But by far the most impressive artwork encountered here seemed to spring instantly from Queensland’s long beaches following every high tide. Teams of furtive sculptors roll tiny balls of sand into intricate patterns that cover miles of shoreline in what appears to be a ritualized organic tagging competition.

And where ever you are, keep an eye out for ">Mars in the coming weeks. The next time it gets anywhere near this close to Earth again, you, dear reader, will be pushing up daisies.

- Ed Osborn [Sunday, August 24th, 2003]

From the prospectus:

“At the beginning of 2001, San Francisco Public Library staff began finding books, carved with a sharp instrument, hidden under shelving units. Many of these volumes, eventually numbering over 600, were related to issues of gay, lesbian, bisexual, and transgender individuals, as well as AIDS and women’s health issues. Eventually, the vandal was caught and charged with a hate crime. When the damaged books were assessed, it was determined most were beyond repair, and were withdrawn from the Library’s collection. In an effort to transform this destructive act, the James C. Hormel Center of the San Francisco Public Library is offering to artists one or more of the destroyed books to create works of art. The resulting artwork will be exhibited in the Reversing Vandalism exhibition at the Main Library and other possible venues.”

Here’s the pdf application.

- Tucker Nichols [Tuesday, August 19th, 2003]

You still have a few days left to catch MISSION:CONTROL, an installation that caps Southern Exposure’s eight week Mission Voices summer youth program. Working with local artists and performers, the students use imagery of a space/aircraft control room to examine issues close to their lives. More info here. Check it out.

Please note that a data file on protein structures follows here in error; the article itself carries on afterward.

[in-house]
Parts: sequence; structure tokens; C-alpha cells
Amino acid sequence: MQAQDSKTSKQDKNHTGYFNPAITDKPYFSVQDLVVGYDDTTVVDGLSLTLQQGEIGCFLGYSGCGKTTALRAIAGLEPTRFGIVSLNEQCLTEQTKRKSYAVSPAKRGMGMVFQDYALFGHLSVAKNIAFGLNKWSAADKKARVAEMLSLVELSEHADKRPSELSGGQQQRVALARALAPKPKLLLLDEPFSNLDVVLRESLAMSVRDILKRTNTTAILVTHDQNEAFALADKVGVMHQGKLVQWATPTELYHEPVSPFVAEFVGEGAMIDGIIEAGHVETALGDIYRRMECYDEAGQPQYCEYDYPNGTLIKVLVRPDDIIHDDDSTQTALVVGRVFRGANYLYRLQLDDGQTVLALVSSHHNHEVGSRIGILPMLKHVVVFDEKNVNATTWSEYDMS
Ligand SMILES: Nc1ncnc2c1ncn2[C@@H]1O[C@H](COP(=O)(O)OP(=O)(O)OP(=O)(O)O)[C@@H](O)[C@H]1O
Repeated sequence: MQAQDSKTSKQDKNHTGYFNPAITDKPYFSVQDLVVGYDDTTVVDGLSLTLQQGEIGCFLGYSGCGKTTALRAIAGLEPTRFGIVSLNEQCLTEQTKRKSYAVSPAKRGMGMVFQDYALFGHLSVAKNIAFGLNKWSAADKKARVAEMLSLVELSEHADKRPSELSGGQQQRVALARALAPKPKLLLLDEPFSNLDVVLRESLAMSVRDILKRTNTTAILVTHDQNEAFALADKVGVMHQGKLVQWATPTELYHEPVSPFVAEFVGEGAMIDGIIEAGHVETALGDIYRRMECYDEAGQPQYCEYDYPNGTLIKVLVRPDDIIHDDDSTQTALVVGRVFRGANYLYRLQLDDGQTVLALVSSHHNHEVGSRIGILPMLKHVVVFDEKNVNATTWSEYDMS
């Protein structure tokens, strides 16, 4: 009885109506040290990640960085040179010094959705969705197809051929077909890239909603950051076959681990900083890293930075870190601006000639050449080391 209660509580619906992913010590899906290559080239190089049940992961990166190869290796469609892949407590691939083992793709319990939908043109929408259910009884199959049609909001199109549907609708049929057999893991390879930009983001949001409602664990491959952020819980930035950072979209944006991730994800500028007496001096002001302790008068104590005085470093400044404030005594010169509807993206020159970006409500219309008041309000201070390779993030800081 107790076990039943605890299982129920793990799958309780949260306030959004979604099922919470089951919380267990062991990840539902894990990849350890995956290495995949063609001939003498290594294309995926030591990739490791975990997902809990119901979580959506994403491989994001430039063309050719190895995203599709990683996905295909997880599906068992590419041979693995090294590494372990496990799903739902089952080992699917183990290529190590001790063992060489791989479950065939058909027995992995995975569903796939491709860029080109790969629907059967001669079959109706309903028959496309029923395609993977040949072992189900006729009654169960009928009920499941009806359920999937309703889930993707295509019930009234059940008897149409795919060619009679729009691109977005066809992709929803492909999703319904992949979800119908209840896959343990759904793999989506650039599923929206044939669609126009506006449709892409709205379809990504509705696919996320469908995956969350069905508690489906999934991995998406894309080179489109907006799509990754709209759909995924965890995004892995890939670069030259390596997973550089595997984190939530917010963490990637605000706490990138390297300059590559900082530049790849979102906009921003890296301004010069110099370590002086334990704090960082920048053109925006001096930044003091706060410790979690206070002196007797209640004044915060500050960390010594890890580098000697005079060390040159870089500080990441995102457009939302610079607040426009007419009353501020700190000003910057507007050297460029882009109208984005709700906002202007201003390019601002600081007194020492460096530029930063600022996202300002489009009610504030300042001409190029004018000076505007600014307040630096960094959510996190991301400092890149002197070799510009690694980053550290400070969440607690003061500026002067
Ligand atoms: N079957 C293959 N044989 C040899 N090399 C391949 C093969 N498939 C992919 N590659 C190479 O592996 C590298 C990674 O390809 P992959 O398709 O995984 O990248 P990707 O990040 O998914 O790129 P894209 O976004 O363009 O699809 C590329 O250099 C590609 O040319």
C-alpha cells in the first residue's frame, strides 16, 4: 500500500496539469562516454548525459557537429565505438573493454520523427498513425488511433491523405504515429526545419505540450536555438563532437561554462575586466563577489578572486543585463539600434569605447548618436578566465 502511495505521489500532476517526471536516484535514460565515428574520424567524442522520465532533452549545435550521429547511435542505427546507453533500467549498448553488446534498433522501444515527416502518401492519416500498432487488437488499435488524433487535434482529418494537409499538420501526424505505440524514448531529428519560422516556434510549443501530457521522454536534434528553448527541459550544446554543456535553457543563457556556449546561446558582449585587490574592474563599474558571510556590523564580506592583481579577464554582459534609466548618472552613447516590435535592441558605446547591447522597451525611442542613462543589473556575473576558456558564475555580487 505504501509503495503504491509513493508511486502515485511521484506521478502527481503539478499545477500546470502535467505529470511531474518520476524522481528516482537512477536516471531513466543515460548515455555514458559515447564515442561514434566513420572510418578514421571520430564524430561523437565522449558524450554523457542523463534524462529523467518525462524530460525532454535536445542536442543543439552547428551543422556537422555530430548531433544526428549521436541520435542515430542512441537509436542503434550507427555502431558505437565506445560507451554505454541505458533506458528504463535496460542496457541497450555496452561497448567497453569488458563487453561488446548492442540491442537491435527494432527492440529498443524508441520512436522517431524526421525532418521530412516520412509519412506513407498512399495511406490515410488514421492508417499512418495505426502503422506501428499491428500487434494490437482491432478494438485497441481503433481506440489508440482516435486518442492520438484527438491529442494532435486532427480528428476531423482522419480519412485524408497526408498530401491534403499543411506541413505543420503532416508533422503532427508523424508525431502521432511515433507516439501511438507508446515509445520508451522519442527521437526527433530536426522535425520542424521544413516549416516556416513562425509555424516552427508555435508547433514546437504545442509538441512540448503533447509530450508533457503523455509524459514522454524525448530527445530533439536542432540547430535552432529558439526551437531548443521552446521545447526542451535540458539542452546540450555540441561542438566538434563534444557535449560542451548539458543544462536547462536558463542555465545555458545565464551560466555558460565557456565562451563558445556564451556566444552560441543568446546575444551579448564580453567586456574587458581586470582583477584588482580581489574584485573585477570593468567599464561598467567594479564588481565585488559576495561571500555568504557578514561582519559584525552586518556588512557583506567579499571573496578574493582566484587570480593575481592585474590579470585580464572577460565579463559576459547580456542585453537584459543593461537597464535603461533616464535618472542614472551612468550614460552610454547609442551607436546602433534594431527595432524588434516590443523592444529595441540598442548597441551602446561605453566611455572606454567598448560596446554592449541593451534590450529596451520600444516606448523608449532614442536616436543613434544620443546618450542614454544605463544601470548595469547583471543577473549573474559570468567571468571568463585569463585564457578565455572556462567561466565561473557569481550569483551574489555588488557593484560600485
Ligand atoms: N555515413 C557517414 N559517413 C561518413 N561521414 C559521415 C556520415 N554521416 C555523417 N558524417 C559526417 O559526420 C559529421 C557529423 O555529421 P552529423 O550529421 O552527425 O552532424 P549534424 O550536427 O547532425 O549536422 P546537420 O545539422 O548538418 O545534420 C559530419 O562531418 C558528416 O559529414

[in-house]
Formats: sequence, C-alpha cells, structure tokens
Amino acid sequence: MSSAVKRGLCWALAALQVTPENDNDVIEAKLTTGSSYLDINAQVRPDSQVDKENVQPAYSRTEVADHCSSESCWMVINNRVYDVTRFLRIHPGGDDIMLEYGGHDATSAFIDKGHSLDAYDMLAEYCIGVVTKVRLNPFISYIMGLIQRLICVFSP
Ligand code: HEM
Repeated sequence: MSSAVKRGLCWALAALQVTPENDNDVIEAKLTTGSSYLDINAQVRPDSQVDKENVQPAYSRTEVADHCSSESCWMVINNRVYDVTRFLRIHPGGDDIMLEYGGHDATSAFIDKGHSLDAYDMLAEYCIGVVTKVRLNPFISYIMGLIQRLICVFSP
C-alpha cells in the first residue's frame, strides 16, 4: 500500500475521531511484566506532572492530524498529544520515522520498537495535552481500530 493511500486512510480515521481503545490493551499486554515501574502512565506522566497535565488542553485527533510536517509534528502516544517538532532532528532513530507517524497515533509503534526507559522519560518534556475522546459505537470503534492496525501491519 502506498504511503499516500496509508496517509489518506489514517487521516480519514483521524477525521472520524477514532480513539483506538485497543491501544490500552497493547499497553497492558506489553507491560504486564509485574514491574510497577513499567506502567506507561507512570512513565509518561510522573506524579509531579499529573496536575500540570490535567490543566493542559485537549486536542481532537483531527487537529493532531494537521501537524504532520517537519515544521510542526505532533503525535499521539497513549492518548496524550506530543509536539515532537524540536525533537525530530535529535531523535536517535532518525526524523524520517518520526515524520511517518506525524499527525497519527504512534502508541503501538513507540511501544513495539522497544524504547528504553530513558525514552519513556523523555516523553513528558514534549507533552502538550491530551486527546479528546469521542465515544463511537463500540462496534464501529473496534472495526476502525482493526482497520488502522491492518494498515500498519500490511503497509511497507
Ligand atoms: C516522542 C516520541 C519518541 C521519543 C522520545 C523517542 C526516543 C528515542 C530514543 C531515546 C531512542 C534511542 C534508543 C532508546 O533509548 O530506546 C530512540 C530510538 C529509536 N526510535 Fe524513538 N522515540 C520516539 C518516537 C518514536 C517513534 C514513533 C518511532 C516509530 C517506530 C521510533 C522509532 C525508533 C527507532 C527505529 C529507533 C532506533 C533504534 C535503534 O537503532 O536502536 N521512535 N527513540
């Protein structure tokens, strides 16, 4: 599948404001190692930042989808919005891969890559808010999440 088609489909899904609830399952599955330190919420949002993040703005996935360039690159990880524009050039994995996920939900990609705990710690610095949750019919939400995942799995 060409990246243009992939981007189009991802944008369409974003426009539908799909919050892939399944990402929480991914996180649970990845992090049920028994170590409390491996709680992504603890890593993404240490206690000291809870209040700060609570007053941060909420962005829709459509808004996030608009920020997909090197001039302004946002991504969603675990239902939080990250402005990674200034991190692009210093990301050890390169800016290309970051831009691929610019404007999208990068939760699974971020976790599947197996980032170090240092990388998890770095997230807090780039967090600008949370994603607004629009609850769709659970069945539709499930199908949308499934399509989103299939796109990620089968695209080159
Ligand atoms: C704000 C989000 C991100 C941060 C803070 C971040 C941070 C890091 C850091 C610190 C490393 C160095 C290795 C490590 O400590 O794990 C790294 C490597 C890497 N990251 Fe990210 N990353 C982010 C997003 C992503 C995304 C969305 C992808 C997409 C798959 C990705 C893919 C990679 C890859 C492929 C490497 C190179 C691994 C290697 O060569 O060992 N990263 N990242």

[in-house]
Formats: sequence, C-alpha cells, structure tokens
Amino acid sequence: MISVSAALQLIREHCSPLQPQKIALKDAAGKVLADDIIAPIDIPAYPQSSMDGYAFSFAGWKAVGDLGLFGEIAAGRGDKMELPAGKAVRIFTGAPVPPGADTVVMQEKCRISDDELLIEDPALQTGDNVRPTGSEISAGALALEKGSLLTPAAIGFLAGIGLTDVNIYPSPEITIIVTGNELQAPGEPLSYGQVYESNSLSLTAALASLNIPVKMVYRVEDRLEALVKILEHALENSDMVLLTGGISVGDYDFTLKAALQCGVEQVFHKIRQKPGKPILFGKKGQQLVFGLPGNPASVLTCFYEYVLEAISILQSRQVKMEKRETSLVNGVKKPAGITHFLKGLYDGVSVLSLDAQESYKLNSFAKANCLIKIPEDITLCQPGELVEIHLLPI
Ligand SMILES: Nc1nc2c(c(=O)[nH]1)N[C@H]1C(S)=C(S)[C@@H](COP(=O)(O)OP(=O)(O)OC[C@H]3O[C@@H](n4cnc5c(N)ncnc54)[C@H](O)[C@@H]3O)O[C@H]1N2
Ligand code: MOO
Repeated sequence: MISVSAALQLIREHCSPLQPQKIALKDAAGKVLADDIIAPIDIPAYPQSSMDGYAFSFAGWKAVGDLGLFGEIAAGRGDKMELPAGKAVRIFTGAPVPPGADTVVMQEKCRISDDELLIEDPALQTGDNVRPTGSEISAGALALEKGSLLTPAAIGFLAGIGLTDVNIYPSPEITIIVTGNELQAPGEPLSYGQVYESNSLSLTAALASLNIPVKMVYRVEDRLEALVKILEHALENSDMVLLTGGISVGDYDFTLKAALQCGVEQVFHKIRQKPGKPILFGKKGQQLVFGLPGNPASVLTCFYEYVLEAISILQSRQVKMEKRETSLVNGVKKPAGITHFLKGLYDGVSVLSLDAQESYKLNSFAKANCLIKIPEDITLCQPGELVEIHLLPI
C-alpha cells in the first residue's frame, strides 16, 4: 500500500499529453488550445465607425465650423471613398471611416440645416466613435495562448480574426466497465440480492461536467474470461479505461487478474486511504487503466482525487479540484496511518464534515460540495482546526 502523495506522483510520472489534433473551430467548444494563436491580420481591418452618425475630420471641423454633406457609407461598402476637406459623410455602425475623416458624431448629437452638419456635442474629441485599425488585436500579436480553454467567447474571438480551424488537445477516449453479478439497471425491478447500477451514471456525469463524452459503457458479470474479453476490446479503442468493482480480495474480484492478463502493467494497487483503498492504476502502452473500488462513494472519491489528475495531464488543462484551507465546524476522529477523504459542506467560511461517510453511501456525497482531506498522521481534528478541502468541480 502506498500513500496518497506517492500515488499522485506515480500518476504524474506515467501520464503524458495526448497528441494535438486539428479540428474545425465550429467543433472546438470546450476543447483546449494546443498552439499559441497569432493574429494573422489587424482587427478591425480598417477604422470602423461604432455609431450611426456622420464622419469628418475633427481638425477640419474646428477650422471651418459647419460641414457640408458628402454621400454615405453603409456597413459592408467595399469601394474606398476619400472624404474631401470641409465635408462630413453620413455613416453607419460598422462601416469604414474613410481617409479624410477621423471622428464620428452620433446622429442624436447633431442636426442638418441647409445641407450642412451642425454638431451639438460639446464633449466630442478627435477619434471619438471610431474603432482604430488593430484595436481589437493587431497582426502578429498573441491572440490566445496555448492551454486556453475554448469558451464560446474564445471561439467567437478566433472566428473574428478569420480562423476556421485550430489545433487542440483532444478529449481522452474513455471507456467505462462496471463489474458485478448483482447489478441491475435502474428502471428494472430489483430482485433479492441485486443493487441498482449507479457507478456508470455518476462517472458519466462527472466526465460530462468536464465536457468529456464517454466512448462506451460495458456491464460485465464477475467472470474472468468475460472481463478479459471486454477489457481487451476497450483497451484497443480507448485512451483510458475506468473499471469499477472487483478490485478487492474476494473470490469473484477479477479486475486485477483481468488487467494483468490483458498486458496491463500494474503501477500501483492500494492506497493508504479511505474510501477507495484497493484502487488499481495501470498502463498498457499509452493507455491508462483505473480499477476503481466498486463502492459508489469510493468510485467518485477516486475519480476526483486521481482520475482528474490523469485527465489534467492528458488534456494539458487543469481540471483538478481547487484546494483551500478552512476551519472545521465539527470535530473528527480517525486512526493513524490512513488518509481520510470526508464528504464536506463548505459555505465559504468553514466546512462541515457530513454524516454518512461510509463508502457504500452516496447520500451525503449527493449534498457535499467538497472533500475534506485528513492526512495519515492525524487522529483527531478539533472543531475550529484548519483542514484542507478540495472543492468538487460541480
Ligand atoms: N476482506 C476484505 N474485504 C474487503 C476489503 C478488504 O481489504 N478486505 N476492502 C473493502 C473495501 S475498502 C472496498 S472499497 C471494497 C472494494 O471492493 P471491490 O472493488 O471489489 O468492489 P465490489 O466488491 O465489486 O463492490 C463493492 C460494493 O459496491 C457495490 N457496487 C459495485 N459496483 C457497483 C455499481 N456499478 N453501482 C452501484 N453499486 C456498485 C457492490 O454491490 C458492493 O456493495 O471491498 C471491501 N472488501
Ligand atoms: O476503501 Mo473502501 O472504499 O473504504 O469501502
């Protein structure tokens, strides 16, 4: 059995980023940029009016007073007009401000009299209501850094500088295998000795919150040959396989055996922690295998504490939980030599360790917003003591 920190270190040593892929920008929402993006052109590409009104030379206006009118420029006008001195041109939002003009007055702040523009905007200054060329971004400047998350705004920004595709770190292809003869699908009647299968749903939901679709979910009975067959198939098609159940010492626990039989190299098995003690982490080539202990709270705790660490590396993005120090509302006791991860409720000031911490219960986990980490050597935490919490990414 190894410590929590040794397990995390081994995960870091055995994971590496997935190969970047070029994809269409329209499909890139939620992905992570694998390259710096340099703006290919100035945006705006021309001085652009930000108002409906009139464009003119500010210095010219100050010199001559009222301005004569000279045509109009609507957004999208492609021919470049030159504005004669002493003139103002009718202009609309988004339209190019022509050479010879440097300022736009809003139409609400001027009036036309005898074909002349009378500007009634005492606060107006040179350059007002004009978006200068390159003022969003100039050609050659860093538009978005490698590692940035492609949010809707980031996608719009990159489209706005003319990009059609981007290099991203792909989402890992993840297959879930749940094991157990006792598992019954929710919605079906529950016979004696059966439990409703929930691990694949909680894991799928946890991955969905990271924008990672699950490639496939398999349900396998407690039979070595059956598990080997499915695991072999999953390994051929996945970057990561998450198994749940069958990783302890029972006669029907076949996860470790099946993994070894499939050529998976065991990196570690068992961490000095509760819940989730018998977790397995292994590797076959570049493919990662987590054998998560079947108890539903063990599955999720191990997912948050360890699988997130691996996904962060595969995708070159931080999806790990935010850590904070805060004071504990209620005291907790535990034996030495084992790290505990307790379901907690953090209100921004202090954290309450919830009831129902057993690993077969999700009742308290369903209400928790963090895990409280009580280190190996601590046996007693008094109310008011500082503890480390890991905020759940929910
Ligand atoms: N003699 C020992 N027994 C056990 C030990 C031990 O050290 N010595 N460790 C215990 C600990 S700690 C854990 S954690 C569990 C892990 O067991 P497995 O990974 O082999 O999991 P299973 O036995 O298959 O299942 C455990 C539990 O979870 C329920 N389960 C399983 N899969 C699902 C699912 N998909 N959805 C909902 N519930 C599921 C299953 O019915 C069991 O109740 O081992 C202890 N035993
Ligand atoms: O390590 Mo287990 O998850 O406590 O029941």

- Meredith Tromble [Thursday, August 14th, 2003]

An article in The Guardian outlines a health study that shows that art students die younger than those in other professions. This at the same time as CNN reports that a recent survey shows that investors find art second only to property as the best investment.

Perhaps art collectors should take responsibility for creating a health plan for artists?

- Cheryl Meeker [Friday, August 8th, 2003]

Tony Treadway’s tony wall installation incorporating Fast Caps and Libby Black’s cool blue paper BMW scooter with paper Louis Vuitton hatbox are fast glance standouts in a hot summer group show. “Makeshift World” at Stephen Wirtz Gallery also features lots of other great work for longer contemplation by Lara Allen & Frank Haines, James Bewley, Sarah Cain, Anne Collier, Robert Gutierrez, Amanda Hughen, Bob Linder, Gordon McNee, Julio Cesar Morales, Aaron Noble, Geof Oppenheimer, Eamon Ore-giron, Amy Rathbone, Shane Aslan Selzer, Kathryn Van Dyke, Justin Walsh, Megan Wilson. Curated by Julie Casemore; through August 23.

- Cheryl Meeker [Friday, August 8th, 2003]

presented a high energy “work in progress” talk by residents Gail Wight and her psychologist collaborator, Lucia Jacobs. Both have worked with animals; Wight has made installations such as one in which she “drew” with slime by luring slime mold in different directions with oatmeal flakes. Jacobs is interested in the evolution of the hippocampus (the part of the brain that processes short-term memory and spatial maps), which she has studied in gray squirrels, Merriam’s kangaroo rats, and mice. Wight and Jacobs spent the first two weeks of their residency identifying a local animal to join their team. After a tragic incident in which captive ladybugs drowned in their water dish, they turned to crickets (which subsist on bright blue “solid water” gel to avoid further drownings.) Their residency runs through October; we are looking forward to the results.

- Meredith Tromble [Friday, August 1st, 2003]

From the editors